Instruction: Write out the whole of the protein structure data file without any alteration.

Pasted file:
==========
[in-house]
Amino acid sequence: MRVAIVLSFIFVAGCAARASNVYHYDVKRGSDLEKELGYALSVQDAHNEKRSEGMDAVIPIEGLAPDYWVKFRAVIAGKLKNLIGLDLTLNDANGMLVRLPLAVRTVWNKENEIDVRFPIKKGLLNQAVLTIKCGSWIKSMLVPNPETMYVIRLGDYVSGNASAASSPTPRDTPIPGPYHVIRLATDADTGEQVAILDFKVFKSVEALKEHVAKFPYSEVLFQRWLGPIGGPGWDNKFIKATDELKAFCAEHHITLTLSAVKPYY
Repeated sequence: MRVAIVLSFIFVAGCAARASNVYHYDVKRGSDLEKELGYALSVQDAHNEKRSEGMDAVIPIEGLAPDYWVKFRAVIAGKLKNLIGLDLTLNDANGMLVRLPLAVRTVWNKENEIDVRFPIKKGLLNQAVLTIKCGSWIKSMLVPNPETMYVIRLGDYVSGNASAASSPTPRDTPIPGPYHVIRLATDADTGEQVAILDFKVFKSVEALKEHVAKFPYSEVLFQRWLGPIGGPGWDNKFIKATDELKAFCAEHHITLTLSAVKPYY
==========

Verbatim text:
[in-house]
Amino acid sequence: MRVAIVLSFIFVAGCAARASNVYHYDVKRGSDLEKELGYALSVQDAHNEKRSEGMDAVIPIEGLAPDYWVKFRAVIAGKLKNLIGLDLTLNDANGMLVRLPLAVRTVWNKENEIDVRFPIKKGLLNQAVLTIKCGSWIKSMLVPNPETMYVIRLGDYVSGNASAASSPTPRDTPIPGPYHVIRLATDADTGEQVAILDFKVFKSVEALKEHVAKFPYSEVLFQRWLGPIGGPGWDNKFIKATDELKAFCAEHHITLTLSAVKPYY
Repeated sequence: MRVAIVLSFIFVAGCAARASNVYHYDVKRGSDLEKELGYALSVQDAHNEKRSEGMDAVIPIEGLAPDYWVKFRAVIAGKLKNLIGLDLTLNDANGMLVRLPLAVRTVWNKENEIDVRFPIKKGLLNQAVLTIKCGSWIKSMLVPNPETMYVIRLGDYVSGNASAASSPTPRDTPIPGPYHVIRLATDADTGEQVAILDFKVFKSVEALKEHVAKFPYSEVLFQRWLGPIGGPGWDNKFIKATDELKAFCAEHHITLTLSAVKPYY